Of all the Republican arguments related to the shutdown, my personal favorite is the talking point that says Donald Trump deserves enormous credit for spending time in the White House. This came up briefly during the president's latest interview with Fox News' Jeanine Pirro over the weekend.
PIRRO: You're sitting there waiting for a deal, the Democrats are not sitting with you. If this isn't an emergency, I don't know what is.TRUMP: Well, I haven't actually left the White House in months.... I've been here virtually every night, I guess every night other than one day I flew to Iraq and then to Germany to see our troops.
That's not even close to being true. During the seven days preceding the interview, Trump visited Camp David, Capitol Hill, and McAllen, Texas. He'll be in New Orleans today (though he told the public he'd be in Tennessee.) In the weeks leading up to his shutdown, the president also traveled to Philadelphia, Kansas City, Mississippi, and Argentina.
But while I don't much care about Trump's travels, I do care about the underlying point he wants the public to believe: it's impressive, the argument goes, just how much time the president has been willing to spend inside the White House during the government shutdown.
Trump has stressed this point during cabinet meetings, during multiple television interviews, and in a series of tweets. Some of his prominent cheerleaders, including acting Attorney General Matt Whitaker and acting White House Chief of Staff Mick Mulvaney have parroted the same line.
The Associated Press reported this morning that the president "has expressed bafflement that he is not getting more credit for largely staying put during the shutdown."
Perhaps I can help explain the dynamic that has left Trump so confused.
On Jan. 2, the Republican told his cabinet why he didn't travel over the holidays: "I felt I should be here just in case people wanted to come to negotiate the border security."
I get the sense Trump didn't appreciate how amusing this was. As we discussed two weeks ago, the president's plan to resolve the shutdown over the holidays was to sit around for days, waiting to see if someone stopped by to negotiate with him.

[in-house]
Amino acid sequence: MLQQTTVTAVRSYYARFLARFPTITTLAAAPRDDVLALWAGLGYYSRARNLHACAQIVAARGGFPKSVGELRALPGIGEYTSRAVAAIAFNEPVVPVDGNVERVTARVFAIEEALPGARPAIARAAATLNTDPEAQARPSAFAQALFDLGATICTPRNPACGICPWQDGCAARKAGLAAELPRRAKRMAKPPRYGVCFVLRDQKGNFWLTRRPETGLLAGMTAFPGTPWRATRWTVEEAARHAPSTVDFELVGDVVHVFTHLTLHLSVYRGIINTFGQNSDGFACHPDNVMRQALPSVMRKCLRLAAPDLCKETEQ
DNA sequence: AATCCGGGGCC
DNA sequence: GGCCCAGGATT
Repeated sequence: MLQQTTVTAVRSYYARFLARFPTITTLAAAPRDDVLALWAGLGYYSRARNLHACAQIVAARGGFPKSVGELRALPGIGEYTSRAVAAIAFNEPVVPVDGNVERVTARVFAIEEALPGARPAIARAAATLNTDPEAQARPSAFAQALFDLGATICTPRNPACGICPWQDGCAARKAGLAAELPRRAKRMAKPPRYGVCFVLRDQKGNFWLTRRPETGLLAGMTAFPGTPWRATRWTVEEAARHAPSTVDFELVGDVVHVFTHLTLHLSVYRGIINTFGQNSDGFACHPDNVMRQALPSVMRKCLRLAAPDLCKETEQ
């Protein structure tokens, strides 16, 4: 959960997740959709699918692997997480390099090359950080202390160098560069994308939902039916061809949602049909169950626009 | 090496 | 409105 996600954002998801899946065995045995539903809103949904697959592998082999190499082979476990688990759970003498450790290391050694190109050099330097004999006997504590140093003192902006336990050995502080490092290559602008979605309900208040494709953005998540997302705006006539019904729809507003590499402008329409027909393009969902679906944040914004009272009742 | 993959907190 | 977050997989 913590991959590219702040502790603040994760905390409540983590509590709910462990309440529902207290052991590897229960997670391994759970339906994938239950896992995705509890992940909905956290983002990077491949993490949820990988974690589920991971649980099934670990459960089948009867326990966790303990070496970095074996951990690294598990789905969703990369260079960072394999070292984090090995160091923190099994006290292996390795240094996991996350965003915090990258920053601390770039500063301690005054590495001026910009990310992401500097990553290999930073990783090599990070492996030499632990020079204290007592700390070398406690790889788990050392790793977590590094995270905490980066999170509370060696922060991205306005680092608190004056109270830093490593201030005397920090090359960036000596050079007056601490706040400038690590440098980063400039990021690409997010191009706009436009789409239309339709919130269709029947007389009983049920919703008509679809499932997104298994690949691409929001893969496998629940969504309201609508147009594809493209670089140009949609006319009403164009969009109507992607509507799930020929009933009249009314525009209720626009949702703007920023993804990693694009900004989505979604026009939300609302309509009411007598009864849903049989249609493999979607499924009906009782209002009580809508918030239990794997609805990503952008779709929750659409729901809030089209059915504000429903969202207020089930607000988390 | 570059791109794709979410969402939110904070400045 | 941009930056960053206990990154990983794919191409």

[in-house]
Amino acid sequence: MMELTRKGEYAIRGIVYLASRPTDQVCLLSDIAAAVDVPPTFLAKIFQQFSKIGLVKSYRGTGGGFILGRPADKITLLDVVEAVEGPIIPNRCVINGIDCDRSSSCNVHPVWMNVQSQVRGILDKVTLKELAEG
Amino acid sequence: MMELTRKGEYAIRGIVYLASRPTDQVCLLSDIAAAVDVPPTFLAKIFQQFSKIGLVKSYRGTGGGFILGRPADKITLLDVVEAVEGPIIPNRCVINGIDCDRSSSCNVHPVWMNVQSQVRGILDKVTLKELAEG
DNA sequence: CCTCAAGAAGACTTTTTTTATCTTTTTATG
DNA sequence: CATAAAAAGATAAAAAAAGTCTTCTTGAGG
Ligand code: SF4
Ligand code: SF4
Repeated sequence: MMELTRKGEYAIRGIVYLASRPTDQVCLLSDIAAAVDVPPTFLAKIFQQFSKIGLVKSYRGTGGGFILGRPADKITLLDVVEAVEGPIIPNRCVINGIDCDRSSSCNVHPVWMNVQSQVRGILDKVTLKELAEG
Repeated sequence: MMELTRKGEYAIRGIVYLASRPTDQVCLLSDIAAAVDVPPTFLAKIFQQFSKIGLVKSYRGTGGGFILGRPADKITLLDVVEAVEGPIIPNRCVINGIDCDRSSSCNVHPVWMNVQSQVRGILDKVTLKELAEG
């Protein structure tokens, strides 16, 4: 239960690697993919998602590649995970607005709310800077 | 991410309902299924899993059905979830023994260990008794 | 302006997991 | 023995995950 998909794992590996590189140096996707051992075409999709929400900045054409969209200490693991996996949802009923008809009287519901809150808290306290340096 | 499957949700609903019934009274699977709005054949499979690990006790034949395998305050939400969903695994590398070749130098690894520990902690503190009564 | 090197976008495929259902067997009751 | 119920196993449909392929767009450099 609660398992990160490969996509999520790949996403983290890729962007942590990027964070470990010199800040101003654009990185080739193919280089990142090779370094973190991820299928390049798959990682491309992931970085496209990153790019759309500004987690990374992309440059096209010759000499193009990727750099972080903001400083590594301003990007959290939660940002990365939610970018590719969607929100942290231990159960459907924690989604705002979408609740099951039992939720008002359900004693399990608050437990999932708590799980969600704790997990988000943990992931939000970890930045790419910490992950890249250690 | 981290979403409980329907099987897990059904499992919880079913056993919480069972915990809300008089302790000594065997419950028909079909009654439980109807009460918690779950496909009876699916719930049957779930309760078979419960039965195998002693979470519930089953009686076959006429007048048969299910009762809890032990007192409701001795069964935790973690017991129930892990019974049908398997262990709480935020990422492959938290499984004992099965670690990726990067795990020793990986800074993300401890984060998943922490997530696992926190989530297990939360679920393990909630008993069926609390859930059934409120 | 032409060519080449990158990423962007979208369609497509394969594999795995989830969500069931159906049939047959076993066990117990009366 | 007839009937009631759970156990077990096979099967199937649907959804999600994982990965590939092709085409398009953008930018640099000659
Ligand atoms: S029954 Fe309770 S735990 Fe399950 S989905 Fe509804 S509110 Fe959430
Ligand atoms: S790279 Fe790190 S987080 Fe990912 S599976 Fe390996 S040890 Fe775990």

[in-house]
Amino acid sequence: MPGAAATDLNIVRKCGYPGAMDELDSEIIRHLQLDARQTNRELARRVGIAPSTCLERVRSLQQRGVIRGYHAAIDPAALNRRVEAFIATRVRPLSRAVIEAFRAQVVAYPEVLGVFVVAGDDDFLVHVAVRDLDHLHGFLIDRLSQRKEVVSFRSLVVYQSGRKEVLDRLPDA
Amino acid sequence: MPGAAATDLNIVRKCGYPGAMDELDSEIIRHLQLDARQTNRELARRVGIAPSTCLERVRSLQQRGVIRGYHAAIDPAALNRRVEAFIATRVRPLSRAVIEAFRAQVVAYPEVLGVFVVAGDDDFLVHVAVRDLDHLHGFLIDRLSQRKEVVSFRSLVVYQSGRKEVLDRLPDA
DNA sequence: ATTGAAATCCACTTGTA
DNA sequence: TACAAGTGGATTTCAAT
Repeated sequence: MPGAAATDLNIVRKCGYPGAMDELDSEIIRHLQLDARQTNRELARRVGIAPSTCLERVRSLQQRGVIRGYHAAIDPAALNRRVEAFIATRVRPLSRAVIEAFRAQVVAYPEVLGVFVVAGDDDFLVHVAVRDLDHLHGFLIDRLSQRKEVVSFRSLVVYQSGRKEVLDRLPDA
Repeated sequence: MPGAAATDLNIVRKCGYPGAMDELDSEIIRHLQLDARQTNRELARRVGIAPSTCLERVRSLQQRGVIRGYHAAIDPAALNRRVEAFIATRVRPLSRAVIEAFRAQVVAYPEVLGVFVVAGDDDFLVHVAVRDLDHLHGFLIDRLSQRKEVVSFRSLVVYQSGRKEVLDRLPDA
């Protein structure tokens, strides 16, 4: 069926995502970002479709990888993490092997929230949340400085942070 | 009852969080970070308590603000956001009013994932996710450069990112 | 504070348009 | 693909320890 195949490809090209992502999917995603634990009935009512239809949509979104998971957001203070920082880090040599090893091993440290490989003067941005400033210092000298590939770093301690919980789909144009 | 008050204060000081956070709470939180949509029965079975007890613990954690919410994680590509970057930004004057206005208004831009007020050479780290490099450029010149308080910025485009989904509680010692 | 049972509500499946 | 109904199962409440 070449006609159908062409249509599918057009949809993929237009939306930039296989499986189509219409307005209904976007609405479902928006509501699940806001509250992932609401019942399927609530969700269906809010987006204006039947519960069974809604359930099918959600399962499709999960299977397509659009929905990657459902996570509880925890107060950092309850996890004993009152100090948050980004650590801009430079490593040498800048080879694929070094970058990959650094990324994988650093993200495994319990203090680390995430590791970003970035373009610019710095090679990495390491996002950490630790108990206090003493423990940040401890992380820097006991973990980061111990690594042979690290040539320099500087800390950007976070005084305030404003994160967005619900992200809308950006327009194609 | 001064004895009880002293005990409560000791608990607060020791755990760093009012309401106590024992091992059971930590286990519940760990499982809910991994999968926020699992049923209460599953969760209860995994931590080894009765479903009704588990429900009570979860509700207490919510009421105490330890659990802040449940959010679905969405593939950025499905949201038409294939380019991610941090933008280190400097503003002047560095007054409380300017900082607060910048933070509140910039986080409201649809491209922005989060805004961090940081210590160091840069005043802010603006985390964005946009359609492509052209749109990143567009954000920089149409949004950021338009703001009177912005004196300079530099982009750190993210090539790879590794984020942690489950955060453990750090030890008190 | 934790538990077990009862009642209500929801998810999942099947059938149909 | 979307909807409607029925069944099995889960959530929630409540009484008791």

In this version of events, the Republican apparently thought it was a genuine possibility that members of Congress might knock on the White House door and say, "We were in the neighborhood and thought we'd drop in for a chat about ending the government shutdown."
What Trump doesn't realize is what matters here: actual work in the White House is more important and more impressive than maintaining a literal, physical presence in the White House.
And that's where the president is falling far short. Being inside the building is a nice first step, but doing something of value from the White House is far more important. He could host constructive negotiations; he could present credible offers; he could work the phones, gauging members' interest is competing solutions.
Instead, Trump spends a great deal time telling everyone where he's located, as if that's necessarily worthy of praise. It's not.
During his interview with Pirro on Saturday night, Trump clarified his motivation for spending so much time in the White House: "I like the symbol of me being here."
And while the president is free to like whatever he pleases, his use of the word "symbol" is telling. Trump is placing a high totemic value on a gesture with no practical meaning.
If the Republican really is "baffled" that he's not getting more credit, he really ought to try doing some real work on the issue. Praise may soon follow.